Weekly Wire: the Global Forum

Kalliope Kokolis's picture

These are some of the views and reports relevant to our readers that caught our attention this week.

The Economist
The Open Government Partnership

“UGANDA is not best known as a testbed for new ideas in governance. But research there by Jakob Svensson at the University of Stockholm and colleagues suggested that giving people health-care performance data and helping them organise to submit complaints cut the death rate in under-fives by a third. Publishing data on school budgets reduced the misuse of funds and increased enrolment.

Whether dewy-eyed or hard-edged, examples abound of the benefits of open government—the idea that citizens should be able see what the state is up to. Estonians track which bureaucrats have looked at their file. Indians scrutinise officials’ salaries painted on village walls. Russians help redraft laws. Norwegians examine how much tax the oil industry pays. Many see openness as a cure for corruption and incompetence in public administration. The problem is how to turn the fan base into an effective lobby.”  READ MORE

Is Sue Unsworth Right about Donors and Politics?

Sina Odugbemi's picture

For anybody who thinks about governance as an issue in development, Sue Unsworth needs no introduction. She used to be the main intellectual force behind DFID's 'drivers of change analysis', an approach to political economy analysis. She is now with the Institute of Development Studies, Sussex, in the United Kingdom. She has just published an  article in the Journal of International Development  titled 'What's Politics Got to do with It?: Why Donors Find It So Hard to Come to Terms with Politics, and Why it Matters' (a free version can be found here).

The article deserves wide attention. In it, Unsworth points out that donors are paying more attention to politics these days than they used to, and some are even applying political analysis to aspects of development practice, but huge barriers remain that ensure that all this is having little influence on  mainstream debates about how to do development . Mainstream approaches remain apolitical and the 'implicit assumption is still that the obstacles to better governance and development performance are primarily financial, technical and managerial...'

'I'll Be Gone and You'll Be Gone'

Sina Odugbemi's picture

There was an article in the New York Times recently with the title 'What's Really Wrong With Wall Street Pay?'  In the article, the writer discusses a problem world leaders want to do something about but are not sure how. How do you stop compensation packages for bankers and traders in global markets from encouraging them to take the kinds of wild risks that have done so much damage to the global economy?  I wish the leaders the very best of luck in dealing with that one. Success in the endeavor is far from certain...to put it gently.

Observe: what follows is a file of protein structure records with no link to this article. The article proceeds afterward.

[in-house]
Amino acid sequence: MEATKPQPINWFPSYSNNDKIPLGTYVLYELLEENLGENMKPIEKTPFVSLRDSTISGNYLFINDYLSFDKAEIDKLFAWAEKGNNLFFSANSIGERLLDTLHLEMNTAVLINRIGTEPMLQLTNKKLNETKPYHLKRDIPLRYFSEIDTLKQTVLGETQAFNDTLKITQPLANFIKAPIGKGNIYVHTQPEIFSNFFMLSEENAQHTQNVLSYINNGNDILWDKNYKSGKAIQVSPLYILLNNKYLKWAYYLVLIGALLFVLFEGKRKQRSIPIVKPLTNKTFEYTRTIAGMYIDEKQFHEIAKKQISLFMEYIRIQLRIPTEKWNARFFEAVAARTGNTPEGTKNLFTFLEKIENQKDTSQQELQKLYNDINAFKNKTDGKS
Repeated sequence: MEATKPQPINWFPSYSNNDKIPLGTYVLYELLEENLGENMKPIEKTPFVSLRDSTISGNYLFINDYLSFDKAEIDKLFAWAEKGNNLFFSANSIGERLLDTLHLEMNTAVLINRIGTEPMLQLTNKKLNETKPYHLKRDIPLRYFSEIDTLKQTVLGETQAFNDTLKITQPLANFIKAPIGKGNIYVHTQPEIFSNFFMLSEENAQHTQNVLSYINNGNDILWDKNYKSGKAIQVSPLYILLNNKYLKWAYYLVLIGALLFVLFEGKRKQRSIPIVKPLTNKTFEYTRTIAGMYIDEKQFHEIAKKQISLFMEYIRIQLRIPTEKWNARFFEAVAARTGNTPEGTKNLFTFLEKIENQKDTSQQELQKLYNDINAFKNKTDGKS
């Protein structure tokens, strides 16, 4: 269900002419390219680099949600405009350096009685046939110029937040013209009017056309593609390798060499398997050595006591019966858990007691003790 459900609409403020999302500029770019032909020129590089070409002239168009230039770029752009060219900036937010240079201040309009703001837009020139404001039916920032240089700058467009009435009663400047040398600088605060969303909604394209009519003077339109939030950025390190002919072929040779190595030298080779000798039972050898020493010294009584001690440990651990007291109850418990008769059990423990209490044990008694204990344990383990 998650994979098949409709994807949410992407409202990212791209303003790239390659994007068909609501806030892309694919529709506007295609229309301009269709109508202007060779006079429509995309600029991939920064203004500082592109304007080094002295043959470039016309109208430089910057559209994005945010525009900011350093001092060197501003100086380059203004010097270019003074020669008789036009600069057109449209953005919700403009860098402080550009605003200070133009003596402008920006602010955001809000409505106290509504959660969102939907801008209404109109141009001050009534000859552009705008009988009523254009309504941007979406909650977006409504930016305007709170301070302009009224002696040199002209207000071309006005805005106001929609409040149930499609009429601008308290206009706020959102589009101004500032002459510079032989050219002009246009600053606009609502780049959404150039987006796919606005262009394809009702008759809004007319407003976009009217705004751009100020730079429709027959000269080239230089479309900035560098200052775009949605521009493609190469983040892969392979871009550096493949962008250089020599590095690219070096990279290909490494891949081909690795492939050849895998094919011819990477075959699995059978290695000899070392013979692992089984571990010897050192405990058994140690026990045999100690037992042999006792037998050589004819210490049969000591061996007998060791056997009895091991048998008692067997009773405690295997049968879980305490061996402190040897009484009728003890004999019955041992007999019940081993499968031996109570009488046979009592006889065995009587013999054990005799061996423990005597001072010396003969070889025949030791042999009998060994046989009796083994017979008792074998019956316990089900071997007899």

What caught my eye as I was reading the piece is what the writer says bankers call the "I.B.G-Y.B.G." problem, as in 'I'll be gone and you will be gone'. It is the moral hazard problem. Traders in global markets take incredible risks and recklessly, they collect their bonuses and move on. The firm takes all the risk. Well, it turns out that taxpayers take risks as well, since governments have had to bail out so many banks deemed too big to fail.

Results, Effectiveness, and Good Old Pragmatism

Sina Odugbemi's picture

Technocracies change very slowly, if at all. Why? I have come to believe that people are both enabled and imprisoned by the frameworks and paradigms of their technical disciplines, the subjects in which they have earned advanced degrees from top universities. It is how they tend to see the world. It is also how they approach problems in international development.

Let's take an example. Suppose you are thinking through how to improve the governance of the transport sector in Gugu Republic. Engineers will see an engineering challenge. Economists will see markets and incentive systems. Political scientists will look for the underlying 'rules of the game', the politics of why the sector does not function the way it should. Social development specialists will worry about affected 'communities'. And communication specialists? They want to think about the attitudes, opinions and behaviors of key stakeholders. So, you ask each of these specialists: How do we fix the problem? The tendency is for each one to apply the frameworks and paradigms of the academic discipline he or she has emerged from. This is where power comes in. If one of these professional groups is in power in a particular development institution or sector then the temptation is to impose the frameworks and paradigms of that discipline.